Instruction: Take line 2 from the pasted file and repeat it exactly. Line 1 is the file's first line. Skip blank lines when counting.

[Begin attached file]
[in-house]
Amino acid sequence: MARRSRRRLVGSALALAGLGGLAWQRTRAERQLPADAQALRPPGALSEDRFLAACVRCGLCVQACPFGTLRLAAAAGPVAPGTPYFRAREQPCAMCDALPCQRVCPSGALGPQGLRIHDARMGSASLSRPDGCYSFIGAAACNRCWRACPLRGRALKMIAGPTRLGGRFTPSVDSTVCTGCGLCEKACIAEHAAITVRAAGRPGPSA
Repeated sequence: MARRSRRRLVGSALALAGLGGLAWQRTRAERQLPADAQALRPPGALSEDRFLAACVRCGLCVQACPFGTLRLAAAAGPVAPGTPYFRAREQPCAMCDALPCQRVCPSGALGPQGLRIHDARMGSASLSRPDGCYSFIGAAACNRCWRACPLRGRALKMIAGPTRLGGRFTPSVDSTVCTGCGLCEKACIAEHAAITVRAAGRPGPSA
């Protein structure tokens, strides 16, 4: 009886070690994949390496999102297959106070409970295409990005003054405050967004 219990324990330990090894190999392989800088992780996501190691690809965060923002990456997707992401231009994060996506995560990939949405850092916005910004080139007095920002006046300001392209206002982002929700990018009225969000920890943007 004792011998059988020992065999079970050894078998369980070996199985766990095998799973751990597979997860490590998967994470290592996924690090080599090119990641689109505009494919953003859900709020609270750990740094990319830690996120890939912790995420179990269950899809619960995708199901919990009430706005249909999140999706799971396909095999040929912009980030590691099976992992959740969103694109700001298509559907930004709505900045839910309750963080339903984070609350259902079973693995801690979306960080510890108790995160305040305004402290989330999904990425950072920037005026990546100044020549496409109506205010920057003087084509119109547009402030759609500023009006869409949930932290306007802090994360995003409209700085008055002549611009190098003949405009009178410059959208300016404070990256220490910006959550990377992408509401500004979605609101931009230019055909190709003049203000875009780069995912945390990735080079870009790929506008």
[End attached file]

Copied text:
Amino acid sequence: MARRSRRRLVGSALALAGLGGLAWQRTRAERQLPADAQALRPPGALSEDRFLAACVRCGLCVQACPFGTLRLAAAAGPVAPGTPYFRAREQPCAMCDALPCQRVCPSGALGPQGLRIHDARMGSASLSRPDGCYSFIGAAACNRCWRACPLRGRALKMIAGPTRLGGRFTPSVDSTVCTGCGLCEKACIAEHAAITVRAAGRPGPSA